Principal Investigator: Dennis Busch
Co-Investigator(s): U.S. Geological Survey
Organization(s): University of Wisconsin-Platteville, Pioneer Farm
Sponsor: Clean Water Legacy Act
Award Amount: $32,300
Start Date: 5/18/09 | End Date: 6/1/2011
Project Manager(s): Adam Birr
Evaluation of Alternative Surface-Water Monitoring Protocols Final Report (PDF: 899 KB / 17 pages)
Edge-of-field runoff driven by rainfall, snowmelt, or a combination of rain and snowmelt, produce discharge events that vary greatly in total volume. It is difficult, if not impossible, to accurately pre-program automated samplers so that both small and large events are sampled adequately. What often occurs is insufficient samples are collected during small runoff events and sampler capacity is exceeded during large runoff events. To overcome this challenge, Pioneer Farm, in cooperation with the United States Geological Survey (USGS), has monitored runoff events in real-time via remote connections and adjusted the time between samples so that a much larger range of events can be monitored. Unfortunately, this method increases costs due to increased labor and increased sample handling and preparation.
This project is evaluating low-cost alternatives to the current monitoring procedure used at the Pioneer Farm. This work would be very informative for establishing sampling methodology for both Total Maximum Daily Load (TMDL) source assessment and implementation activities.
This research project compared the current monitoring protocol used by UW-Platteville Pioneer Farm and UW-Extension Discovery Farms that meet EPA guidelines (EPA) with two alternate, low-cost methods: 2-part flow-weighted automated sampling (2-Part FWC) and single-stage passive samplers (SS Siphon).
Current Monitoring (EPA)
Pioneer Farm monitoring methods (referred to as the EPA Method for this project) utilize a pre-calibrated H-flume with a pressure transducer stage recorder to determine flow. Samples are triggered based on time interval that is adjustable real-time remotely via radio telemetry and internet communication. After collection, samples are cooled in the refrigerated sampler until retrieved by a technician.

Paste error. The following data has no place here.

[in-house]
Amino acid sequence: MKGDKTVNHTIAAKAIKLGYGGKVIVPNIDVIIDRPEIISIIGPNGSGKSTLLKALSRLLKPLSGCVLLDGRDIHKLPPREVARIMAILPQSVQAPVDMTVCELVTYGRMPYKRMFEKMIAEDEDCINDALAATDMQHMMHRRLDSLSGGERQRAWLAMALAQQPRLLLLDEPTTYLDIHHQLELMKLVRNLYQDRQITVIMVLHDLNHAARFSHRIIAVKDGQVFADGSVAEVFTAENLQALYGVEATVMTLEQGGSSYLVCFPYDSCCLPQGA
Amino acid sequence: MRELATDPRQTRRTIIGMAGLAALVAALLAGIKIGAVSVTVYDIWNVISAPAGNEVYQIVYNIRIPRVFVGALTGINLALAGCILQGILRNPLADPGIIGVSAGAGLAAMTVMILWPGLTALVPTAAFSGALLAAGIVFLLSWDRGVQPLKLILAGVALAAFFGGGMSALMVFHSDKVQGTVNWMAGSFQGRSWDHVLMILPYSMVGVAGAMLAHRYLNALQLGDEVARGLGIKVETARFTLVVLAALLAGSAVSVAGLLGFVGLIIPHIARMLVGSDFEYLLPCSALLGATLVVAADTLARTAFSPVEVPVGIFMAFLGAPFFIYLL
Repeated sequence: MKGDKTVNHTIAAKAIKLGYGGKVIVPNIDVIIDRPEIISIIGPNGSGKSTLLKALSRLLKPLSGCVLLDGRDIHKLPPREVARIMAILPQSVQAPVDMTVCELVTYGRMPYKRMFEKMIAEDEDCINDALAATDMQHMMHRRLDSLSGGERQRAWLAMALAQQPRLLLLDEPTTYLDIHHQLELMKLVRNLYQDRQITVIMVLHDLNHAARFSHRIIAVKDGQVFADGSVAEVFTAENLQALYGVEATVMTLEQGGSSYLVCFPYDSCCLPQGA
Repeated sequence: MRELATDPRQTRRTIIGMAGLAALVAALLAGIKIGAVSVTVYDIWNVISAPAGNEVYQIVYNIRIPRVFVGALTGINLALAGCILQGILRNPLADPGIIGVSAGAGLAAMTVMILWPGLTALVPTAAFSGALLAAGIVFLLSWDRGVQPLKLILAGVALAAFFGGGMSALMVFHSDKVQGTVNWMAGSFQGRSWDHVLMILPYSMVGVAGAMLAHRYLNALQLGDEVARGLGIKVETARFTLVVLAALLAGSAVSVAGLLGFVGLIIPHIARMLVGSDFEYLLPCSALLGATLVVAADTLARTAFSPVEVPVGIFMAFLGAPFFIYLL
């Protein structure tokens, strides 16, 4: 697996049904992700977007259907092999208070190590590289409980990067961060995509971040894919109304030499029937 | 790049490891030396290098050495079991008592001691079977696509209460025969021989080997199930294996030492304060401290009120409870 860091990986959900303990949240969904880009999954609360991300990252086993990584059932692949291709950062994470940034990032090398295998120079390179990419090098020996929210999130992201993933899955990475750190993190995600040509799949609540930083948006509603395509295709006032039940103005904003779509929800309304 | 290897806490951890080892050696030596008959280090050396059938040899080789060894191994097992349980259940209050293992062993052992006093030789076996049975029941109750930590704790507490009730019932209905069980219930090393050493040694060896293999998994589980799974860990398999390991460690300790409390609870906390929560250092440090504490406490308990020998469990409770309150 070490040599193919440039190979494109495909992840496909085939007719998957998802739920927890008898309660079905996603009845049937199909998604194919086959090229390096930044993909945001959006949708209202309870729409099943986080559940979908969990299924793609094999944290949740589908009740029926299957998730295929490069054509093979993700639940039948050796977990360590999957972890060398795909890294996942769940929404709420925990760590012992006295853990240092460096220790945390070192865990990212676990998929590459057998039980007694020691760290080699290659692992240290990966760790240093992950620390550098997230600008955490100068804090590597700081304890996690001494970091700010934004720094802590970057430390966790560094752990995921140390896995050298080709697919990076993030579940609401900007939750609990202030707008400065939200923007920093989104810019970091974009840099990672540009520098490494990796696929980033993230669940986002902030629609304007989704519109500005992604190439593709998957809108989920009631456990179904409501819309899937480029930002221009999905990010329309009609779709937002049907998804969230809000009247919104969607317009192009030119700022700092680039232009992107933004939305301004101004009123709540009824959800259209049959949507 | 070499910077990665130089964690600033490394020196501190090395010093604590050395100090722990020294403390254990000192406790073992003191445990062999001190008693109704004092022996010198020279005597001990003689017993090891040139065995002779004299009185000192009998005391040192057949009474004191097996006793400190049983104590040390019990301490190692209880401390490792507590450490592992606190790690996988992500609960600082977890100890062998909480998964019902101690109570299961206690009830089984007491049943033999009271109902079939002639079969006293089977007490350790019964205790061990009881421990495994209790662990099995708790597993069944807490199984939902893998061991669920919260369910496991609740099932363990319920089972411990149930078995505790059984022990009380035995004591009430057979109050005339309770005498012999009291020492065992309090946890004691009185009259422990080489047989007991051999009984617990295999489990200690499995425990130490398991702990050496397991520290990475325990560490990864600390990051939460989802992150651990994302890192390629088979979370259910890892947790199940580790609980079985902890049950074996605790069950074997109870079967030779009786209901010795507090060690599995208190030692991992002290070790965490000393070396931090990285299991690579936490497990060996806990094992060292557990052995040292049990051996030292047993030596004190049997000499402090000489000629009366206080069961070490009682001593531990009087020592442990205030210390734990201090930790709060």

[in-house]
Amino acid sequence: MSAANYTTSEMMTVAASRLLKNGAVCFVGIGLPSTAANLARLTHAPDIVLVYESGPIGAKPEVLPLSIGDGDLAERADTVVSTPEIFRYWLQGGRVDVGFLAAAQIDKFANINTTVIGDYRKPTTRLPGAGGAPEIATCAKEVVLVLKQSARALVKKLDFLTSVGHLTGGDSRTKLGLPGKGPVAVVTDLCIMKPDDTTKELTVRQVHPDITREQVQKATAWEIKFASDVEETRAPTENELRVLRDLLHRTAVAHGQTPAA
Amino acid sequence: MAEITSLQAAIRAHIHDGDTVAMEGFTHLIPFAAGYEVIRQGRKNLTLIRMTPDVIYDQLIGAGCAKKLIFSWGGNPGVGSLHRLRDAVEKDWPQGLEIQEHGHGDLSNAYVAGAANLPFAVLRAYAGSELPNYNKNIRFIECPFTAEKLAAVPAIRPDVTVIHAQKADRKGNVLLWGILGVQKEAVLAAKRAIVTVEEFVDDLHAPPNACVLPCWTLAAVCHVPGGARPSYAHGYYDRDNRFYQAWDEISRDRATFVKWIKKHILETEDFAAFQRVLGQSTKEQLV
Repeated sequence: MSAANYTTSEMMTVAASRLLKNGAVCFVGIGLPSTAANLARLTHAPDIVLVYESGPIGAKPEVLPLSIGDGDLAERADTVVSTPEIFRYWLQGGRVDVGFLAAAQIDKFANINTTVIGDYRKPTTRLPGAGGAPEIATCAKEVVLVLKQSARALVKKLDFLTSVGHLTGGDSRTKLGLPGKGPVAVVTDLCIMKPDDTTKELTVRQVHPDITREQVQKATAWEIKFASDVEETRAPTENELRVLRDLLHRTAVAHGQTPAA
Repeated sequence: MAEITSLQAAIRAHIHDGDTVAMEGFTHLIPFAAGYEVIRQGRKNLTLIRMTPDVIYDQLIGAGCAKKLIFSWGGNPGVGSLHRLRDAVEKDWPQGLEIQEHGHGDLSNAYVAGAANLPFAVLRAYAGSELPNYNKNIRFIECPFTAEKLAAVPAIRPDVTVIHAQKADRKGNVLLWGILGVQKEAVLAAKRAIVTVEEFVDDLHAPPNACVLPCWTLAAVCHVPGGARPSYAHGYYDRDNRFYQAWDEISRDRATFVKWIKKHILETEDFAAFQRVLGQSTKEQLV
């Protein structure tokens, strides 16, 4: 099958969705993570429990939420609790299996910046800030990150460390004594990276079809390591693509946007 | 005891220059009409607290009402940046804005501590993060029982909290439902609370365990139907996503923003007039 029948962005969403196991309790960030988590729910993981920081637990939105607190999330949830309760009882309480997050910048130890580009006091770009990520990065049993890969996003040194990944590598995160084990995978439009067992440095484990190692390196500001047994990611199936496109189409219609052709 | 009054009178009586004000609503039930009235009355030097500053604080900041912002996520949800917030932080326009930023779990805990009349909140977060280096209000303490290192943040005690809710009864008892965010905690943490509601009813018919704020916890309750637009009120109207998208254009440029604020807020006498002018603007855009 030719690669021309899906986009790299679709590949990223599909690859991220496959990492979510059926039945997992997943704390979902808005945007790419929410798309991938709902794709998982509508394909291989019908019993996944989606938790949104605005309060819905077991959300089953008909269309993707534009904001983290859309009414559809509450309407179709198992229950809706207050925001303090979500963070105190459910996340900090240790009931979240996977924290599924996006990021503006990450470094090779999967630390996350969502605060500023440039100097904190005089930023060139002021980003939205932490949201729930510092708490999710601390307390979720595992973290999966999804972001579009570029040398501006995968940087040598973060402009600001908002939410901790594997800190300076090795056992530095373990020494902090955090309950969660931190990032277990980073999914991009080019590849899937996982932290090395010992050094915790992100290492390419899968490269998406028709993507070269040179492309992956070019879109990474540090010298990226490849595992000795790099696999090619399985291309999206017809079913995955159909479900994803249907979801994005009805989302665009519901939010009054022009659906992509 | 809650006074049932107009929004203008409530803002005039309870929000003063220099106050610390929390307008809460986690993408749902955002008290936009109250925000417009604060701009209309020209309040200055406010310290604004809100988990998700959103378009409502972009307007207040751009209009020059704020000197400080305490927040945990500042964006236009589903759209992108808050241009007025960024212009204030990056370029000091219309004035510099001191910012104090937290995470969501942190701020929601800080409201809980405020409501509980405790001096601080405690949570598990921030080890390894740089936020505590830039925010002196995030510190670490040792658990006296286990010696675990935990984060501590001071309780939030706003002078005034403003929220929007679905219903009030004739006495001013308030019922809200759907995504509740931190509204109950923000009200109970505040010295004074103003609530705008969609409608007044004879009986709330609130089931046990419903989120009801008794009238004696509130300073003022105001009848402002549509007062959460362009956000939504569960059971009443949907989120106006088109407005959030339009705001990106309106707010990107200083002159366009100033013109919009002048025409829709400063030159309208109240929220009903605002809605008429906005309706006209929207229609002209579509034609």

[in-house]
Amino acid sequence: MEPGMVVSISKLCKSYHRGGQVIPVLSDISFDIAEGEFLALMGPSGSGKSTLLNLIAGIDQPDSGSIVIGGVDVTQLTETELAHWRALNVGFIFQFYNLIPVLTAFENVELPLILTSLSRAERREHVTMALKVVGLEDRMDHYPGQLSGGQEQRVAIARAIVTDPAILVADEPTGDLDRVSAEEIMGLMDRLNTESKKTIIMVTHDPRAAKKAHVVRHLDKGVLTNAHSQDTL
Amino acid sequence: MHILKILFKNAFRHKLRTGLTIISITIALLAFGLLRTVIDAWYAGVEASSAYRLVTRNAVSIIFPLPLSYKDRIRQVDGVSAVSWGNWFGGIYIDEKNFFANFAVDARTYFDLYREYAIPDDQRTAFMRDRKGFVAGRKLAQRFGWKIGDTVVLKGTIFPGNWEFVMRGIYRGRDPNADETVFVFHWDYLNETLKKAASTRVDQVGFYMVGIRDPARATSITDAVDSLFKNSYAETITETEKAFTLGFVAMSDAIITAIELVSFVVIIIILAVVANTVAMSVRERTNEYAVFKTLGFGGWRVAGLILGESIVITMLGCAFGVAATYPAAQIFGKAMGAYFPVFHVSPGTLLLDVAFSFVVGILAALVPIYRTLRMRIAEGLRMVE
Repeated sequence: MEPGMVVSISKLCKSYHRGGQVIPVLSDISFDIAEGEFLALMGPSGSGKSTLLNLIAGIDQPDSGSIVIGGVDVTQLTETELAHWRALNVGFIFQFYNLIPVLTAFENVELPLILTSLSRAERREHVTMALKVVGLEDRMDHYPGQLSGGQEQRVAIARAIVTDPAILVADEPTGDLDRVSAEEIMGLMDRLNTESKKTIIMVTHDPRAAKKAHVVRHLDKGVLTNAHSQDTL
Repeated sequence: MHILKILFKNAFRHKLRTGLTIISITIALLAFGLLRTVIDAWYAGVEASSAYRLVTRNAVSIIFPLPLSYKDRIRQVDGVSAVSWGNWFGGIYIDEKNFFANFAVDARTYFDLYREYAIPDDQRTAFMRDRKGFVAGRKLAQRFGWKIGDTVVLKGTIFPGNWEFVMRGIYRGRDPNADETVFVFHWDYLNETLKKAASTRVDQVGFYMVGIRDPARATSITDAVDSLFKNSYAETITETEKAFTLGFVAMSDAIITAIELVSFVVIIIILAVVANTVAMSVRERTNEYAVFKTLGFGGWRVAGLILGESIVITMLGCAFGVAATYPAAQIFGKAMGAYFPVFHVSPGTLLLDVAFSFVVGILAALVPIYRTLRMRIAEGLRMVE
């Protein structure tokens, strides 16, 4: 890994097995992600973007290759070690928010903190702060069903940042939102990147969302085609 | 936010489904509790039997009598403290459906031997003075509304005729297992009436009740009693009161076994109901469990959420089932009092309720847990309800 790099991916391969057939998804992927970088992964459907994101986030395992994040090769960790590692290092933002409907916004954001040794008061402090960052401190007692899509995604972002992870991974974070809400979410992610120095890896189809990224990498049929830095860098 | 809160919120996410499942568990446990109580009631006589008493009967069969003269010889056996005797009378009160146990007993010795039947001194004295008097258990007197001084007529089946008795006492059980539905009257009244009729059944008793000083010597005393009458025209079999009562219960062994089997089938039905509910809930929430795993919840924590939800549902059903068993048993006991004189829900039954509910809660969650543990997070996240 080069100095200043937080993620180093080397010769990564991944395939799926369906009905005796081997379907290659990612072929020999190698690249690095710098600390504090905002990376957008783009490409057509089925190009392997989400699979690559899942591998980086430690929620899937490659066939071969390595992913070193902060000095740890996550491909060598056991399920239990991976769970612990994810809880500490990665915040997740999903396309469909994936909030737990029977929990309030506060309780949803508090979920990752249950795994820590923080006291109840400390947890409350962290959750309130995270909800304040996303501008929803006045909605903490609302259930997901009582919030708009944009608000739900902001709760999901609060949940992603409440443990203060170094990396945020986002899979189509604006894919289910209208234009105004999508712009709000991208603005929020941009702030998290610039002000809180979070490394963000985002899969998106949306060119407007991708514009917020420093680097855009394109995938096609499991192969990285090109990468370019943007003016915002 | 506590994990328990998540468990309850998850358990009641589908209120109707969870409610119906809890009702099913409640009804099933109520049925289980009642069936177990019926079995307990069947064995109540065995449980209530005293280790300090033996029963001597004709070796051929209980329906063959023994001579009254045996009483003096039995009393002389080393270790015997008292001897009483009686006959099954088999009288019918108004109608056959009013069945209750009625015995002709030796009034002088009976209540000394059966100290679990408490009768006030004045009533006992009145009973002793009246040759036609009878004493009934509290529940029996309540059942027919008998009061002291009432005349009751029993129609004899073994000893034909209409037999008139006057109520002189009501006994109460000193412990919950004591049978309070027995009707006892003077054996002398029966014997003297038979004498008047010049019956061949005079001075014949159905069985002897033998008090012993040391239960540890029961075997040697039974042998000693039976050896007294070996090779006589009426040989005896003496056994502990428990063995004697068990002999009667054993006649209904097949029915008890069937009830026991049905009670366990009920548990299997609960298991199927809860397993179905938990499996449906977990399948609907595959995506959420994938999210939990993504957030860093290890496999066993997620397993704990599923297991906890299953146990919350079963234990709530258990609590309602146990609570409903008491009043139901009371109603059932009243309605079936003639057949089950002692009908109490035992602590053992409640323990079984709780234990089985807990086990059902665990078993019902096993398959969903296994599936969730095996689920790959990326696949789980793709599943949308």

Alternative Method: 2- Part flow weighted automated sampling (2- Part FWC)
This method used an automated sampler capable of collecting samples based on two flow intervals simultaneously.
For this method, one sampler with a 24 bottle carrousel was set to two flow-weight compositing intervals: bottles 1-12 were set to 0.01 mm interval for small events, and sample bottles 13-24 were set to a 0.4 mm interval for large events.Two replicates (referred to as A and B) were installed at the Pioneer Farm.
Alternative Method: Single-stage passive sampler (SS Siphon)
The method uses a passive sampler, which means it collects a sample without any external control or activation. The sample begins to collect when surface-water height in the flume exceeds the maximum height of the intake tube. This initiates a siphon and the sample bottle fills rapidly. Three siphon samplers are located along side each flume with their intake tube sample heights fixed inside the so that samples are collected at 0.2’, 0.5’, and 1.0’ stages. Two passive sampler replicates were installed at the Pioneer Farm.
All monitoring stations were managed and operated in conjunction with the United States Geological Survey for the duration of this study as described in the USGS Open File report 2008-1015 Methods for data collection, sample processing, and data analysis for edge-of-field, streamgaging, subsurface-tile, and meteorological stations at Discovery Farms and Pioneer Farm in Wisconsin, 2001-7.
It is important to note that not all runoff events that occurred during the experiment are included in this analysis. There were occasions when events were missed due to equipment failure or operator error. Failures occurred on all systems - including the USGS-PF operated sites. For example, large runoff events washed out the flume on one site, sampler lines froze on another, batteries failed on another, and aquarod data was overwritten during runoff events of long duration. While failures were more frequent with the FWC and SS-Siphon samplers when compared to the USGS-PF samplers, PF technicians have been operating these systems for 8 years and are much more familiar with these systems. For this reason, the comparisons were based on events for which data was available from both sampling systems. If all events were included, the observed differences may be more a result of operator experience than inherent capabilities of sampling equipment.
Three metrics were used to compare the two alternative methods to the EPA method:
Relative error of event loads (nitrogen, phosphorus, and sediment) calculated by 2-part flow-weight composite and single-stage sampling strategies. The relative error will indicate how closely the alternative method compares to the EPA method. For example, a relative error of 90% would indicate that the alternative method calculated a load that was 10% less than the actual load.
Precision of 2-part flow-weight composite and SS Siphon methods. The precision, or coefficient of variation (CV), will indicate how well the alternative methods are able reproduce load estimates. If sampling methods are imprecise (have a large CV) they may not be useful in evaluating BMPs. The CV is a ratio of the standard deviation to the sample mean; therefore events with large differences in sample means can be directly compared.
Costs of alternative methods including: equipment, operation, and maintenance.
2-part FWC sampler method
SS Siphon passive sampler
For more information please refer to the Final Report.
Supervisor, Clean Water Technical Unit